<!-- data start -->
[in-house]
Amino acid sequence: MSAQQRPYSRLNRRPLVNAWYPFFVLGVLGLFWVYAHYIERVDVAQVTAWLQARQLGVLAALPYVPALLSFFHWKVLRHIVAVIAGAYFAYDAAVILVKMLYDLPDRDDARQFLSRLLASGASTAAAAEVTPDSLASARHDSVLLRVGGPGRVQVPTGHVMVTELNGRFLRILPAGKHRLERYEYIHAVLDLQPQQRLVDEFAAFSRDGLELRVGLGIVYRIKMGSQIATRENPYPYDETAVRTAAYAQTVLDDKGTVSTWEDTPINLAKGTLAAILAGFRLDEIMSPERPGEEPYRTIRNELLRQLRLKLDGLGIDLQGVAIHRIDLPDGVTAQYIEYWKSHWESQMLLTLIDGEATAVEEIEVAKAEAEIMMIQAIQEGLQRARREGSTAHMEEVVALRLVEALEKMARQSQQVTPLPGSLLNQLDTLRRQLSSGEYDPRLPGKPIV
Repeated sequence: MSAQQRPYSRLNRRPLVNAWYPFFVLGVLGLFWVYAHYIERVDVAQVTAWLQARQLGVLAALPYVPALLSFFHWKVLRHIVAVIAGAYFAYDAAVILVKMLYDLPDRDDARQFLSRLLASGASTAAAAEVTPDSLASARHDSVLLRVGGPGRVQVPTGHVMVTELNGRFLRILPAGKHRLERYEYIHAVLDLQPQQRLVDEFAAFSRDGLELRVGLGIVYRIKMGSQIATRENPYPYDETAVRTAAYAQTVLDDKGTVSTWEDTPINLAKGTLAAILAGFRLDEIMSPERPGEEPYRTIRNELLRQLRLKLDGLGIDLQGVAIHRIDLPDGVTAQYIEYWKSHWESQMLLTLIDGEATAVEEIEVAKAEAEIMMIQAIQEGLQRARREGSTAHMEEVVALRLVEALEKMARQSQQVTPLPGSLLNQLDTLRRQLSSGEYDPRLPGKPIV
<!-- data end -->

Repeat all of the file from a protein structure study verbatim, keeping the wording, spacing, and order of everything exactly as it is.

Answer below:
[in-house]
Amino acid sequence: MSAQQRPYSRLNRRPLVNAWYPFFVLGVLGLFWVYAHYIERVDVAQVTAWLQARQLGVLAALPYVPALLSFFHWKVLRHIVAVIAGAYFAYDAAVILVKMLYDLPDRDDARQFLSRLLASGASTAAAAEVTPDSLASARHDSVLLRVGGPGRVQVPTGHVMVTELNGRFLRILPAGKHRLERYEYIHAVLDLQPQQRLVDEFAAFSRDGLELRVGLGIVYRIKMGSQIATRENPYPYDETAVRTAAYAQTVLDDKGTVSTWEDTPINLAKGTLAAILAGFRLDEIMSPERPGEEPYRTIRNELLRQLRLKLDGLGIDLQGVAIHRIDLPDGVTAQYIEYWKSHWESQMLLTLIDGEATAVEEIEVAKAEAEIMMIQAIQEGLQRARREGSTAHMEEVVALRLVEALEKMARQSQQVTPLPGSLLNQLDTLRRQLSSGEYDPRLPGKPIV
Repeated sequence: MSAQQRPYSRLNRRPLVNAWYPFFVLGVLGLFWVYAHYIERVDVAQVTAWLQARQLGVLAALPYVPALLSFFHWKVLRHIVAVIAGAYFAYDAAVILVKMLYDLPDRDDARQFLSRLLASGASTAAAAEVTPDSLASARHDSVLLRVGGPGRVQVPTGHVMVTELNGRFLRILPAGKHRLERYEYIHAVLDLQPQQRLVDEFAAFSRDGLELRVGLGIVYRIKMGSQIATRENPYPYDETAVRTAAYAQTVLDDKGTVSTWEDTPINLAKGTLAAILAGFRLDEIMSPERPGEEPYRTIRNELLRQLRLKLDGLGIDLQGVAIHRIDLPDGVTAQYIEYWKSHWESQMLLTLIDGEATAVEEIEVAKAEAEIMMIQAIQEGLQRARREGSTAHMEEVVALRLVEALEKMARQSQQVTPLPGSLLNQLDTLRRQLSSGEYDPRLPGKPIV